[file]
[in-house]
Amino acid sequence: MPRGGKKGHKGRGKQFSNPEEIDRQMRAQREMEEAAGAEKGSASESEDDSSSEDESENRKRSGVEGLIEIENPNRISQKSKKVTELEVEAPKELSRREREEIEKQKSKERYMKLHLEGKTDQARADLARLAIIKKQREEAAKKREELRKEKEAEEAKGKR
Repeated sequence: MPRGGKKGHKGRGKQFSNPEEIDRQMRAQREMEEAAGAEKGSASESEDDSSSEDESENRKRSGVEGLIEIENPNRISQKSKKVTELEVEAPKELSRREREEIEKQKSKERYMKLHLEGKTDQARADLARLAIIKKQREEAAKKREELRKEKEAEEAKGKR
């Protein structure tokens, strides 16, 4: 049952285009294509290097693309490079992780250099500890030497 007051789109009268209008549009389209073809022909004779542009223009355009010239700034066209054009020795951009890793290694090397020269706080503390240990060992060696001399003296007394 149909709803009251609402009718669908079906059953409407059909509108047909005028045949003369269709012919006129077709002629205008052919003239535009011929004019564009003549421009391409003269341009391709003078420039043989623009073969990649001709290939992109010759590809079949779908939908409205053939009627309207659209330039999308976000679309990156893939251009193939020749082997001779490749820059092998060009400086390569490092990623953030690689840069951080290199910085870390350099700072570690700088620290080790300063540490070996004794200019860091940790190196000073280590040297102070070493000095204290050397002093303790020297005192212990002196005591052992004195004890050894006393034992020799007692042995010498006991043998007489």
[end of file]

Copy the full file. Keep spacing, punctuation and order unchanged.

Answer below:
[in-house]
Amino acid sequence: MPRGGKKGHKGRGKQFSNPEEIDRQMRAQREMEEAAGAEKGSASESEDDSSSEDESENRKRSGVEGLIEIENPNRISQKSKKVTELEVEAPKELSRREREEIEKQKSKERYMKLHLEGKTDQARADLARLAIIKKQREEAAKKREELRKEKEAEEAKGKR
Repeated sequence: MPRGGKKGHKGRGKQFSNPEEIDRQMRAQREMEEAAGAEKGSASESEDDSSSEDESENRKRSGVEGLIEIENPNRISQKSKKVTELEVEAPKELSRREREEIEKQKSKERYMKLHLEGKTDQARADLARLAIIKKQREEAAKKREELRKEKEAEEAKGKR
């Protein structure tokens, strides 16, 4: 049952285009294509290097693309490079992780250099500890030497 007051789109009268209008549009389209073809022909004779542009223009355009010239700034066209054009020795951009890793290694090397020269706080503390240990060992060696001399003296007394 149909709803009251609402009718669908079906059953409407059909509108047909005028045949003369269709012919006129077709002629205008052919003239535009011929004019564009003549421009391409003269341009391709003078420039043989623009073969990649001709290939992109010759590809079949779908939908409205053939009627309207659209330039999308976000679309990156893939251009193939020749082997001779490749820059092998060009400086390569490092990623953030690689840069951080290199910085870390350099700072570690700088620290080790300063540490070996004794200019860091940790190196000073280590040297102070070493000095204290050397002093303790020297005192212990002196005591052992004195004890050894006393034992020799007692042995010498006991043998007489």